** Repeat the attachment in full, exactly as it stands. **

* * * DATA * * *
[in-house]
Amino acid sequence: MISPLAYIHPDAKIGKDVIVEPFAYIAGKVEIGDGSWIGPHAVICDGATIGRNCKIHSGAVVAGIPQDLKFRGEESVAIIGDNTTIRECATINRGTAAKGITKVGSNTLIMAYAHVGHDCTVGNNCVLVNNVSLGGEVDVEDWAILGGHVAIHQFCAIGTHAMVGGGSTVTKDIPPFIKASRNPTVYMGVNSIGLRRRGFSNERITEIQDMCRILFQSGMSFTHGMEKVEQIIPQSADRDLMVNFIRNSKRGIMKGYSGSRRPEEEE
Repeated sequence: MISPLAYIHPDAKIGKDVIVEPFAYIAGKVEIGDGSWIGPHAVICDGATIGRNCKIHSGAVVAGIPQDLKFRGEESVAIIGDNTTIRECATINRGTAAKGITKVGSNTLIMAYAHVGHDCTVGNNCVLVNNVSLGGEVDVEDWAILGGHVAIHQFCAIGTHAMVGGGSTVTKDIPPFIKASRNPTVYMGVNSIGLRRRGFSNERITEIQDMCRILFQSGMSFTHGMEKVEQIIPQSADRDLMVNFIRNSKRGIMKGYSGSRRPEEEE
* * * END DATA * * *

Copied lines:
[in-house]
Amino acid sequence: MISPLAYIHPDAKIGKDVIVEPFAYIAGKVEIGDGSWIGPHAVICDGATIGRNCKIHSGAVVAGIPQDLKFRGEESVAIIGDNTTIRECATINRGTAAKGITKVGSNTLIMAYAHVGHDCTVGNNCVLVNNVSLGGEVDVEDWAILGGHVAIHQFCAIGTHAMVGGGSTVTKDIPPFIKASRNPTVYMGVNSIGLRRRGFSNERITEIQDMCRILFQSGMSFTHGMEKVEQIIPQSADRDLMVNFIRNSKRGIMKGYSGSRRPEEEE
Repeated sequence: MISPLAYIHPDAKIGKDVIVEPFAYIAGKVEIGDGSWIGPHAVICDGATIGRNCKIHSGAVVAGIPQDLKFRGEESVAIIGDNTTIRECATINRGTAAKGITKVGSNTLIMAYAHVGHDCTVGNNCVLVNNVSLGGEVDVEDWAILGGHVAIHQFCAIGTHAMVGGGSTVTKDIPPFIKASRNPTVYMGVNSIGLRRRGFSNERITEIQDMCRILFQSGMSFTHGMEKVEQIIPQSADRDLMVNFIRNSKRGIMKGYSGSRRPEEEE